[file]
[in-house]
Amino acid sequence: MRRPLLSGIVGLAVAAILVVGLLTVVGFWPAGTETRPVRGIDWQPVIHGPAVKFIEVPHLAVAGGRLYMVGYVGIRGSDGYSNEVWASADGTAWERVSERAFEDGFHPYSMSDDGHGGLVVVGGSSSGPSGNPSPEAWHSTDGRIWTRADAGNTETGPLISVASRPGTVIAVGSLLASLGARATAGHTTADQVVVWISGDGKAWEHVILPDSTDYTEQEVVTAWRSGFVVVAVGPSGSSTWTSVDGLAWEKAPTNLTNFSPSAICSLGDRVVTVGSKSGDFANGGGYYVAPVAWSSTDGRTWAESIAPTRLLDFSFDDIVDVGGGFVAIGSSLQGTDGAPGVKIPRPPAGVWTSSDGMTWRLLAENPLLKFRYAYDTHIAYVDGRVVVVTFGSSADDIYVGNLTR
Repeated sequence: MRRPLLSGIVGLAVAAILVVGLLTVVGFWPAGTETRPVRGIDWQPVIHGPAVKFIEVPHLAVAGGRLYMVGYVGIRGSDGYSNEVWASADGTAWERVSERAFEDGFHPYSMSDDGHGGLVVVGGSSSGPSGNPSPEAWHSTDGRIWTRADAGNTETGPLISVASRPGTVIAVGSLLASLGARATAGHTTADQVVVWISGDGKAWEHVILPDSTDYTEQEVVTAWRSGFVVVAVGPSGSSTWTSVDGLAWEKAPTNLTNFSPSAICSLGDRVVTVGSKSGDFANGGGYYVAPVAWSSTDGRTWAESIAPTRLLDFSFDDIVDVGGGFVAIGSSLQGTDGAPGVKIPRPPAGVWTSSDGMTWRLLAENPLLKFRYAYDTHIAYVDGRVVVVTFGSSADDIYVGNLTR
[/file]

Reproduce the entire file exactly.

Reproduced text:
[in-house]
Amino acid sequence: MRRPLLSGIVGLAVAAILVVGLLTVVGFWPAGTETRPVRGIDWQPVIHGPAVKFIEVPHLAVAGGRLYMVGYVGIRGSDGYSNEVWASADGTAWERVSERAFEDGFHPYSMSDDGHGGLVVVGGSSSGPSGNPSPEAWHSTDGRIWTRADAGNTETGPLISVASRPGTVIAVGSLLASLGARATAGHTTADQVVVWISGDGKAWEHVILPDSTDYTEQEVVTAWRSGFVVVAVGPSGSSTWTSVDGLAWEKAPTNLTNFSPSAICSLGDRVVTVGSKSGDFANGGGYYVAPVAWSSTDGRTWAESIAPTRLLDFSFDDIVDVGGGFVAIGSSLQGTDGAPGVKIPRPPAGVWTSSDGMTWRLLAENPLLKFRYAYDTHIAYVDGRVVVVTFGSSADDIYVGNLTR
Repeated sequence: MRRPLLSGIVGLAVAAILVVGLLTVVGFWPAGTETRPVRGIDWQPVIHGPAVKFIEVPHLAVAGGRLYMVGYVGIRGSDGYSNEVWASADGTAWERVSERAFEDGFHPYSMSDDGHGGLVVVGGSSSGPSGNPSPEAWHSTDGRIWTRADAGNTETGPLISVASRPGTVIAVGSLLASLGARATAGHTTADQVVVWISGDGKAWEHVILPDSTDYTEQEVVTAWRSGFVVVAVGPSGSSTWTSVDGLAWEKAPTNLTNFSPSAICSLGDRVVTVGSKSGDFANGGGYYVAPVAWSSTDGRTWAESIAPTRLLDFSFDDIVDVGGGFVAIGSSLQGTDGAPGVKIPRPPAGVWTSSDGMTWRLLAENPLLKFRYAYDTHIAYVDGRVVVVTFGSSADDIYVGNLTR